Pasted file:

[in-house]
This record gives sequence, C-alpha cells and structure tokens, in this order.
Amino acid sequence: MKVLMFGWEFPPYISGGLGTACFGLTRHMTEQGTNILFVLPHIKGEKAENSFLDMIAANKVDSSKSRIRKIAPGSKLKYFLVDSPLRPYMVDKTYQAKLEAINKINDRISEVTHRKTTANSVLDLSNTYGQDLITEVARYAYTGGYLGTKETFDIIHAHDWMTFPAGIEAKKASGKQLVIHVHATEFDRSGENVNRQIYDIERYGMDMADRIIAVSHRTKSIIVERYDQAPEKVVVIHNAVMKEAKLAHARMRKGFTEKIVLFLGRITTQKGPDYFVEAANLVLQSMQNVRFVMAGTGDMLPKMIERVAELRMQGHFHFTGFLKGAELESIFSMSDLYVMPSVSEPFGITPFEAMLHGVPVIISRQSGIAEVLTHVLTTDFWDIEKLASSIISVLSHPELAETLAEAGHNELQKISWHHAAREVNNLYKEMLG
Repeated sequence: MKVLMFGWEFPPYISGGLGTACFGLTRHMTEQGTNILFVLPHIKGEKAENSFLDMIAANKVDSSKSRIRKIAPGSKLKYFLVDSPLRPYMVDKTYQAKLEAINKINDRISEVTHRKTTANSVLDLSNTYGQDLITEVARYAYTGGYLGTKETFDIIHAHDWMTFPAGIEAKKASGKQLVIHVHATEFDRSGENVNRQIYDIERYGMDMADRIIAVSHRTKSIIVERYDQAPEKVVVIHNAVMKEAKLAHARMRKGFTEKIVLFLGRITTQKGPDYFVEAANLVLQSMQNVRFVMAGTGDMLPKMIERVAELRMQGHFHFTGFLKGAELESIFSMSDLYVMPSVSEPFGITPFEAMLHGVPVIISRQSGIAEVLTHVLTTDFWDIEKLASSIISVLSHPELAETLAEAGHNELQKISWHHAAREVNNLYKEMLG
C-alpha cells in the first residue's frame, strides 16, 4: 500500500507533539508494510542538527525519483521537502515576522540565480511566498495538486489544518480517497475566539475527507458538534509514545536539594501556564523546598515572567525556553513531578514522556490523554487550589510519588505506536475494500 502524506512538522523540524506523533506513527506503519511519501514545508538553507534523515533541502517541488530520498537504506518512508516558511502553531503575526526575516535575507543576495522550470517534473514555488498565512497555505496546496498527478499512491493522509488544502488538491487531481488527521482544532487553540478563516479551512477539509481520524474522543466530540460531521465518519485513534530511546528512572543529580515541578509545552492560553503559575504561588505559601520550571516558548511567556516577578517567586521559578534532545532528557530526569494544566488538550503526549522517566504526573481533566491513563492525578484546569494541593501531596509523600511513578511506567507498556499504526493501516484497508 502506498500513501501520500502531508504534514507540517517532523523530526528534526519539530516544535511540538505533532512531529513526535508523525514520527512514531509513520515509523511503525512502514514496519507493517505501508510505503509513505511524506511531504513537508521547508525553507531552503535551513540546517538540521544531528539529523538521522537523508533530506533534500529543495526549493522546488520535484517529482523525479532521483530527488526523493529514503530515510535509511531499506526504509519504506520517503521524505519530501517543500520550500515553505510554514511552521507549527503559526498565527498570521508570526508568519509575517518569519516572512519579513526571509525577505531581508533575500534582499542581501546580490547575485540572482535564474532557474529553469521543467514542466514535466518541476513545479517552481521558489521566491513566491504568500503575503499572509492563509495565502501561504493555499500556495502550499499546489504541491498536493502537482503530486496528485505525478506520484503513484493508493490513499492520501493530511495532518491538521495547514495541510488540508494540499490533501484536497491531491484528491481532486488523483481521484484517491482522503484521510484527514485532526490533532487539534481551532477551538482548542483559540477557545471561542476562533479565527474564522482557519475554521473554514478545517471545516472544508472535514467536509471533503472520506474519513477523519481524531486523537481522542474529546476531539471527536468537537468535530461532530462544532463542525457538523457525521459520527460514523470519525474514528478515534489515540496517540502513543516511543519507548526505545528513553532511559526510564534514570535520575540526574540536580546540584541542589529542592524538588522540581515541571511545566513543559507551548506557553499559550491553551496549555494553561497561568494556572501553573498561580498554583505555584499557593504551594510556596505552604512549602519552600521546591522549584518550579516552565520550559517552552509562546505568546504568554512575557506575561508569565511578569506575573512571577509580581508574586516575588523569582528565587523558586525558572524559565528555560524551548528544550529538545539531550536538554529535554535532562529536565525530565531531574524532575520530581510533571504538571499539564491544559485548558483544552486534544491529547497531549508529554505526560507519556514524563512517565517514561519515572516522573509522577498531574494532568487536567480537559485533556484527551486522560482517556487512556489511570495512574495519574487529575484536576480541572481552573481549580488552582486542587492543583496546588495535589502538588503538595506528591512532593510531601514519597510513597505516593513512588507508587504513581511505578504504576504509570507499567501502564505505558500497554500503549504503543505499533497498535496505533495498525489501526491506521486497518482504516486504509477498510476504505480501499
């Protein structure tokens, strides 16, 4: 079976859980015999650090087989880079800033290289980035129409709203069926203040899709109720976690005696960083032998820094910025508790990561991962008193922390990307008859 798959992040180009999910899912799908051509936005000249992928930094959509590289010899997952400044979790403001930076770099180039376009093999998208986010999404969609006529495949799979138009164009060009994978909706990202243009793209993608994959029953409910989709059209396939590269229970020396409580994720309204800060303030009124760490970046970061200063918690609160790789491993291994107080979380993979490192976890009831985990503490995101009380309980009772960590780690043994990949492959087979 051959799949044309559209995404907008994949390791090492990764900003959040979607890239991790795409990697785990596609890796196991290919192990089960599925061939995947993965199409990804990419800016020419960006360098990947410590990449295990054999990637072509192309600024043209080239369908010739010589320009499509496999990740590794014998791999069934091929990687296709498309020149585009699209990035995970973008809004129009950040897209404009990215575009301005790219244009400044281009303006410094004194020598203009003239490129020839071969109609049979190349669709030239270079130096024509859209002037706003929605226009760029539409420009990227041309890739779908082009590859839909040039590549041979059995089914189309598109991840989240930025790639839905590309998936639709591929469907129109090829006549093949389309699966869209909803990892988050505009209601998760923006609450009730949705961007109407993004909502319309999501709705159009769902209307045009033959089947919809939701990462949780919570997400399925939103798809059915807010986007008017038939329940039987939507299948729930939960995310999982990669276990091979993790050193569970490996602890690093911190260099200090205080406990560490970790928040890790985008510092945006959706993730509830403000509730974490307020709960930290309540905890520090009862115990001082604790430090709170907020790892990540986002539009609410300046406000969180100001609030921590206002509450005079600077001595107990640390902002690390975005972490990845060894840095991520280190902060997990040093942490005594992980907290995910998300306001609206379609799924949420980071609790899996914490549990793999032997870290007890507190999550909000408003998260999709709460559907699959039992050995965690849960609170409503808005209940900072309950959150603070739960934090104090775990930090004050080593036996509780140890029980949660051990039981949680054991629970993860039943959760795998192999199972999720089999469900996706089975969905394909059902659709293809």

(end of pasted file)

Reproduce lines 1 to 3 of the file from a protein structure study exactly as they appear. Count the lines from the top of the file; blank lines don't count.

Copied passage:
[in-house]
This record gives sequence, C-alpha cells and structure tokens, in this order.
Amino acid sequence: MKVLMFGWEFPPYISGGLGTACFGLTRHMTEQGTNILFVLPHIKGEKAENSFLDMIAANKVDSSKSRIRKIAPGSKLKYFLVDSPLRPYMVDKTYQAKLEAINKINDRISEVTHRKTTANSVLDLSNTYGQDLITEVARYAYTGGYLGTKETFDIIHAHDWMTFPAGIEAKKASGKQLVIHVHATEFDRSGENVNRQIYDIERYGMDMADRIIAVSHRTKSIIVERYDQAPEKVVVIHNAVMKEAKLAHARMRKGFTEKIVLFLGRITTQKGPDYFVEAANLVLQSMQNVRFVMAGTGDMLPKMIERVAELRMQGHFHFTGFLKGAELESIFSMSDLYVMPSVSEPFGITPFEAMLHGVPVIISRQSGIAEVLTHVLTTDFWDIEKLASSIISVLSHPELAETLAEAGHNELQKISWHHAAREVNNLYKEMLG